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Compare and Contrast Historical Events Teacher Resources
Find Compare and Contrast Historical Events educational ideas and activities
Students explore the first Thanksgiving. For this holiday lesson, students create a KWL chart on what they know about the first Thanksgiving and conduct Internet research on this topic. Students use a Venn diagram to compare and contrast the lifestyles of the Pilgrims to the Wampanoags.
Eighth graders analyze documents and maps of Plainfield, CT from different time periods, then, working in a small group, create a map for a giventime. In this Plainfield lesson, 8th graders read primary and secondary sources from local history, compare and contrast changes over time.
Tenth graders compare and contrast the revolts that took place around the world in 1968. For this global studies lesson, 10th graders research the youth revolts that took place in Paris, Prague, and Chicago in 1968 and create posters and write essays that explore the climate and results of the revolts.
Role-play and simulation exercises are fantastic ways to help learners understand the reality behind many social and historical events. Pretending they are colonists, upper graders choose a location, create a history, establish laws, and design their village. Each group then compares and contrasts their experiences to those of the real American settlers. Modify the activity to fit almost any grade level.
Eleventh graders determine how mercantilism contributed to the Revolutionary War. In this mercantilism lesson plan, 11th graders compare and contrast taxation on colonial products in Britain. Students complete and analyze charts about the information prior to debating the topic.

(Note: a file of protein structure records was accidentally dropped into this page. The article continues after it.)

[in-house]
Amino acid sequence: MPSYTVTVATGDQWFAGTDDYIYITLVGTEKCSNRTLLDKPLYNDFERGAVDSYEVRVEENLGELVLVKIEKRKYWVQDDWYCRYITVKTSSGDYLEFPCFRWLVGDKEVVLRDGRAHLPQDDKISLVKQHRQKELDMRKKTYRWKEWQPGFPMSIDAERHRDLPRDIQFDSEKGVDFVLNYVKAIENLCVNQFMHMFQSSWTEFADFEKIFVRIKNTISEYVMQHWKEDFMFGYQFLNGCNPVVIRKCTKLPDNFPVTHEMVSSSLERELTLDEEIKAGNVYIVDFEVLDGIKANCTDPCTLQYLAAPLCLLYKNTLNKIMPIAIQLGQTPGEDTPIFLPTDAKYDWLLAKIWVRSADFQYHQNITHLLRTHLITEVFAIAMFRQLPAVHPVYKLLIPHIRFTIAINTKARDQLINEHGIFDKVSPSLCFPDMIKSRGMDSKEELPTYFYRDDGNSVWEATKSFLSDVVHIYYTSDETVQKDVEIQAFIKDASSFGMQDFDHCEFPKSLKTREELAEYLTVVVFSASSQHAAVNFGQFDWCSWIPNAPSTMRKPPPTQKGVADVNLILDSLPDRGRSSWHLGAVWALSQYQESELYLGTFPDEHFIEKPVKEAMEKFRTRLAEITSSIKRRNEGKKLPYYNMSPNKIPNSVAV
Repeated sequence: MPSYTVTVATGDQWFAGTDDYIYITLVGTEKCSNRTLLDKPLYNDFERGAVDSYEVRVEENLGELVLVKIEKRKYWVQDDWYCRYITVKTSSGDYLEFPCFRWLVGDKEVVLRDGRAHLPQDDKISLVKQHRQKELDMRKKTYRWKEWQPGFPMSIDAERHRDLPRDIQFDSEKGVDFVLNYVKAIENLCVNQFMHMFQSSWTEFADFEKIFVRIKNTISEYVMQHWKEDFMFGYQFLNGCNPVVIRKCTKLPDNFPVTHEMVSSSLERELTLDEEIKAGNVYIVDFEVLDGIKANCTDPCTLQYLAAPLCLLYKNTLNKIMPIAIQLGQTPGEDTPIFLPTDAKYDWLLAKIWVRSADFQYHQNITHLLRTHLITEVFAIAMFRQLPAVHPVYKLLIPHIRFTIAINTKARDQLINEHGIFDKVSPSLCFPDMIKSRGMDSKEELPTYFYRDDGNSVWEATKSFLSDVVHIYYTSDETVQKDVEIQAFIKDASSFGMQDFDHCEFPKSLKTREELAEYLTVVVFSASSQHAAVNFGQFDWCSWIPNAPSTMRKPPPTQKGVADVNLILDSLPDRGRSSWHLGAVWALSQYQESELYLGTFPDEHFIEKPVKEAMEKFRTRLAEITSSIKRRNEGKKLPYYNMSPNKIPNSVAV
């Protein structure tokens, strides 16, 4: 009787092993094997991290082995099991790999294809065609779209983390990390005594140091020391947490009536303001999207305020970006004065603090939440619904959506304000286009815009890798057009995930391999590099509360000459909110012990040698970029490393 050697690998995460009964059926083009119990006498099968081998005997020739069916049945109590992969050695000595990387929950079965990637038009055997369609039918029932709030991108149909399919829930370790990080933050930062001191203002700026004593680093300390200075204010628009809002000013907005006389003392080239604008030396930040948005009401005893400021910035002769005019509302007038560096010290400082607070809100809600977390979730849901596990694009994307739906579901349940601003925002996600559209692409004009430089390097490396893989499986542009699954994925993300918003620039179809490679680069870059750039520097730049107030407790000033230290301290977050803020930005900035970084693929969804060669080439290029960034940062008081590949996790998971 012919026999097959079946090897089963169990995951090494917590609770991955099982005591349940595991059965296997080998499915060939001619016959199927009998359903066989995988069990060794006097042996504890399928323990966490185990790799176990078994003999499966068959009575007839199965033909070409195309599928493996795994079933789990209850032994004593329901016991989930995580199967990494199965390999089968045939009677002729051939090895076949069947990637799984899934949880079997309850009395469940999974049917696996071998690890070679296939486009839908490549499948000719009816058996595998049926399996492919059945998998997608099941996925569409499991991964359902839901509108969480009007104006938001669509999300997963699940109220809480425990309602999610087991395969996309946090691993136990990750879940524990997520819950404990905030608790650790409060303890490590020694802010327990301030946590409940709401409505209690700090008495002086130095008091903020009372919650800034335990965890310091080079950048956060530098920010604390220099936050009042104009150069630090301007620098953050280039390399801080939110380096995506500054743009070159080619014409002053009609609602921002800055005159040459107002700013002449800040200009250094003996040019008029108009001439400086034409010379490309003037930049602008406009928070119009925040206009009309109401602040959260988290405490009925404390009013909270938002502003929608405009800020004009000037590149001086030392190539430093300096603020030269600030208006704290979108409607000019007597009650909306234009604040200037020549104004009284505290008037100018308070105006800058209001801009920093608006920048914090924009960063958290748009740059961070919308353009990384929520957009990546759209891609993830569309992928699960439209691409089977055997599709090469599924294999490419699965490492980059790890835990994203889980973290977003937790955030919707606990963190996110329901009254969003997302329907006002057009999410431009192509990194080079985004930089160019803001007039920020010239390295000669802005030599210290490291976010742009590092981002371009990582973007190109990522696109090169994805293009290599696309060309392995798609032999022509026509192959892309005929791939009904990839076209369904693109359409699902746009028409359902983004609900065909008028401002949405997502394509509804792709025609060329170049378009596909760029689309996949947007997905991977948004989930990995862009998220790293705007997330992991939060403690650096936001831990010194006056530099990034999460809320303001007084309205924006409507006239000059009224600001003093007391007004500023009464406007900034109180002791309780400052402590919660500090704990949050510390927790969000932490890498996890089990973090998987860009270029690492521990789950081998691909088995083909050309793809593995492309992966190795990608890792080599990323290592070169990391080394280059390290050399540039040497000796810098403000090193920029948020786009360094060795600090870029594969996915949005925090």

Fifth graders investigate the history of child labor that is found in America. They use a variety of resources to conduct research. Students create cause and effect arguments using the information that is found. They also compare and contrast the history of child labor with the labor force of modern times.
Students compare and contrast similarities and differences between Canada and the US. In this geography instructional activity, students read various articles and identify similarities and differences in economies, cultures, geography, climate, and systems of government between the US and Canada.
Fifth graders examine what it means to be a citizen. Using the Constitution, they discover the functions and purpose of government. They compare and contrast the difference between a democracy and a monarchy. As a class, they discuss how knowing about their government helps them be better citizens.
Students analyze sculpture, poetry, and music to gain an understanding of historical events. In this critical thinking skills lesson, students take a closer look at African-American history as they examine "Lift Every Voice and Sing'" and The Harp. Students then write their own poems based on their analysis of the other works.